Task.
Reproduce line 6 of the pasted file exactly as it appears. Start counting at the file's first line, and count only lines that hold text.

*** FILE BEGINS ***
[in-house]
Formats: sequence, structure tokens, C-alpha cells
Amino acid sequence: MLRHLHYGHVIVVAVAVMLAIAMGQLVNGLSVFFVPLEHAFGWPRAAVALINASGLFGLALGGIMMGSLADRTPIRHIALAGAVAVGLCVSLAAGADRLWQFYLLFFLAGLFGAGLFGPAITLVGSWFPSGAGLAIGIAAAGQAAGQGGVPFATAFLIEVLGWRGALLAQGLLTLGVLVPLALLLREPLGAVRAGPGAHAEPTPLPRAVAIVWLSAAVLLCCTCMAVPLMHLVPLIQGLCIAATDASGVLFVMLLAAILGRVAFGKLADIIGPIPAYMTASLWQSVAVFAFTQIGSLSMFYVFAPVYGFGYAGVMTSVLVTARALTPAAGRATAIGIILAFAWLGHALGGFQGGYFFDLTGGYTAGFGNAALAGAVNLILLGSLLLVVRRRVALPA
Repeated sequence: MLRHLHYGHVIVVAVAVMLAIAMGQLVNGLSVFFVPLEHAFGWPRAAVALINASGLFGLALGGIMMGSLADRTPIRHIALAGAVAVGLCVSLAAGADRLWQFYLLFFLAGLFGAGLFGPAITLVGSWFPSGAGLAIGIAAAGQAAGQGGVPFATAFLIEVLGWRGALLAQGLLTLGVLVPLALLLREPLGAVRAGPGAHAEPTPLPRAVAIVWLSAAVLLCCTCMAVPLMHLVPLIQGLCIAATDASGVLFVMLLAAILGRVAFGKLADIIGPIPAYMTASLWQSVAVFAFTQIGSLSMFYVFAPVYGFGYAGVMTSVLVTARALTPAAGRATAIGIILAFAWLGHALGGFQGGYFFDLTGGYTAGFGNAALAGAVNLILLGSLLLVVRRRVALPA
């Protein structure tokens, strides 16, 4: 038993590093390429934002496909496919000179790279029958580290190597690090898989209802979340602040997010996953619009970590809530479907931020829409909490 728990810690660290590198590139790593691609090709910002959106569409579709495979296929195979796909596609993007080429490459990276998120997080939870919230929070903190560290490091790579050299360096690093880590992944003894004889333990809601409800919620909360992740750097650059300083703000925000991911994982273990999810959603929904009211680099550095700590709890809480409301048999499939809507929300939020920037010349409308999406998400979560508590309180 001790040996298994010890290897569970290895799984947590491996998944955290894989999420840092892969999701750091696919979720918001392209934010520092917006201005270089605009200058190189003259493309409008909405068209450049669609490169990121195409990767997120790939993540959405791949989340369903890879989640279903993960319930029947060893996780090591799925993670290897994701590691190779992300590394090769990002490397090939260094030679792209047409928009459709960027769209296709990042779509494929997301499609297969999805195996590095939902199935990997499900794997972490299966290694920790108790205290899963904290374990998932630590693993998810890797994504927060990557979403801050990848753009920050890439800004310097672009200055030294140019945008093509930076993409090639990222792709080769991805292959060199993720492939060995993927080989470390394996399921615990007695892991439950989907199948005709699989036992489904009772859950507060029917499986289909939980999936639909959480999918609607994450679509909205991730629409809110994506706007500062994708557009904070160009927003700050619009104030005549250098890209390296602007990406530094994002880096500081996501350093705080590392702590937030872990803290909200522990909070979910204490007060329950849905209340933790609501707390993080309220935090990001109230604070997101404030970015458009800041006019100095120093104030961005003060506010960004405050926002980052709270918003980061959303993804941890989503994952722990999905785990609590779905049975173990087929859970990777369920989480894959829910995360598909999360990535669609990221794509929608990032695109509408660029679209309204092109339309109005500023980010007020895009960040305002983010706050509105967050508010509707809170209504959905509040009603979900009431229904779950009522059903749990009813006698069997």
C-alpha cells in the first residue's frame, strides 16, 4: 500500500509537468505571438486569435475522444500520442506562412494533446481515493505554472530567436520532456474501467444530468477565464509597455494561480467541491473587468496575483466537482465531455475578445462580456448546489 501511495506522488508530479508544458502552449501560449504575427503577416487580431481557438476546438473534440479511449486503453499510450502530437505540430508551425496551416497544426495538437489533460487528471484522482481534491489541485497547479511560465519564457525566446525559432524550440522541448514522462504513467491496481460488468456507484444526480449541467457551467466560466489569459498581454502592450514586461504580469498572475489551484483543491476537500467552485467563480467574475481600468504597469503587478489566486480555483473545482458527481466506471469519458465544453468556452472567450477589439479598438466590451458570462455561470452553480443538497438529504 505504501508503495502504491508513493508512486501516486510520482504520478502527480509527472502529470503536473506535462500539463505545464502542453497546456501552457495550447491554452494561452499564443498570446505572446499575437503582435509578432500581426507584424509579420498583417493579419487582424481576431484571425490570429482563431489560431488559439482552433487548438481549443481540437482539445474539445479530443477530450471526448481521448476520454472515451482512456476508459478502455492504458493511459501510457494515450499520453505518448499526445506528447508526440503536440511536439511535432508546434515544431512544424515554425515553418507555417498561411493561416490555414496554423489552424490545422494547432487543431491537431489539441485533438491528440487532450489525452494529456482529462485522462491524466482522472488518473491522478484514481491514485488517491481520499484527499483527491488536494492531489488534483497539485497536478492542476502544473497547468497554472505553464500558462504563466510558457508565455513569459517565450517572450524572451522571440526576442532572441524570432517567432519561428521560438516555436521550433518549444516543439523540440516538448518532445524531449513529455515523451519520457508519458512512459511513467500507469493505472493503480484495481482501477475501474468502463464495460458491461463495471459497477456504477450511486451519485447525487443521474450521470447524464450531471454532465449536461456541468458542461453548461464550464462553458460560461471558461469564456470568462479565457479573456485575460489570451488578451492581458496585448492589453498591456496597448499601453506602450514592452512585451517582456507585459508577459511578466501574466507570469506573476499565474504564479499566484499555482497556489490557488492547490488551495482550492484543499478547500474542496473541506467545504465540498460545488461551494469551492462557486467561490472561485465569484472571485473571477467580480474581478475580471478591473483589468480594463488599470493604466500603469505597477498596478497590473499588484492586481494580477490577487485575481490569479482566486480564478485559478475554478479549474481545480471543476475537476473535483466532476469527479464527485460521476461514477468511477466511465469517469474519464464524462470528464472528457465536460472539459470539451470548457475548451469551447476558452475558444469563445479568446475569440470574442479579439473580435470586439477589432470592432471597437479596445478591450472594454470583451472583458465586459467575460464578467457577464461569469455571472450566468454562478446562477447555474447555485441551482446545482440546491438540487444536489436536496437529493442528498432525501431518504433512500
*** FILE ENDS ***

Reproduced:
C-alpha cells in the first residue's frame, strides 16, 4: 500500500509537468505571438486569435475522444500520442506562412494533446481515493505554472530567436520532456474501467444530468477565464509597455494561480467541491473587468496575483466537482465531455475578445462580456448546489 501511495506522488508530479508544458502552449501560449504575427503577416487580431481557438476546438473534440479511449486503453499510450502530437505540430508551425496551416497544426495538437489533460487528471484522482481534491489541485497547479511560465519564457525566446525559432524550440522541448514522462504513467491496481460488468456507484444526480449541467457551467466560466489569459498581454502592450514586461504580469498572475489551484483543491476537500467552485467563480467574475481600468504597469503587478489566486480555483473545482458527481466506471469519458465544453468556452472567450477589439479598438466590451458570462455561470452553480443538497438529504 505504501508503495502504491508513493508512486501516486510520482504520478502527480509527472502529470503536473506535462500539463505545464502542453497546456501552457495550447491554452494561452499564443498570446505572446499575437503582435509578432500581426507584424509579420498583417493579419487582424481576431484571425490570429482563431489560431488559439482552433487548438481549443481540437482539445474539445479530443477530450471526448481521448476520454472515451482512456476508459478502455492504458493511459501510457494515450499520453505518448499526445506528447508526440503536440511536439511535432508546434515544431512544424515554425515553418507555417498561411493561416490555414496554423489552424490545422494547432487543431491537431489539441485533438491528440487532450489525452494529456482529462485522462491524466482522472488518473491522478484514481491514485488517491481520499484527499483527491488536494492531489488534483497539485497536478492542476502544473497547468497554472505553464500558462504563466510558457508565455513569459517565450517572450524572451522571440526576442532572441524570432517567432519561428521560438516555436521550433518549444516543439523540440516538448518532445524531449513529455515523451519520457508519458512512459511513467500507469493505472493503480484495481482501477475501474468502463464495460458491461463495471459497477456504477450511486451519485447525487443521474450521470447524464450531471454532465449536461456541468458542461453548461464550464462553458460560461471558461469564456470568462479565457479573456485575460489570451488578451492581458496585448492589453498591456496597448499601453506602450514592452512585451517582456507585459508577459511578466501574466507570469506573476499565474504564479499566484499555482497556489490557488492547490488551495482550492484543499478547500474542496473541506467545504465540498460545488461551494469551492462557486467561490472561485465569484472571485473571477467580480474581478475580471478591473483589468480594463488599470493604466500603469505597477498596478497590473499588484492586481494580477490577487485575481490569479482566486480564478485559478475554478479549474481545480471543476475537476473535483466532476469527479464527485460521476461514477468511477466511465469517469474519464464524462470528464472528457465536460472539459470539451470548457475548451469551447476558452475558444469563445479568446475569440470574442479579439473580435470586439477589432470592432471597437479596445478591450472594454470583451472583458465586459467575460464578467457577464461569469455571472450566468454562478446562477447555474447555485441551482446545482440546491438540487444536489436536496437529493442528498432525501431518504433512500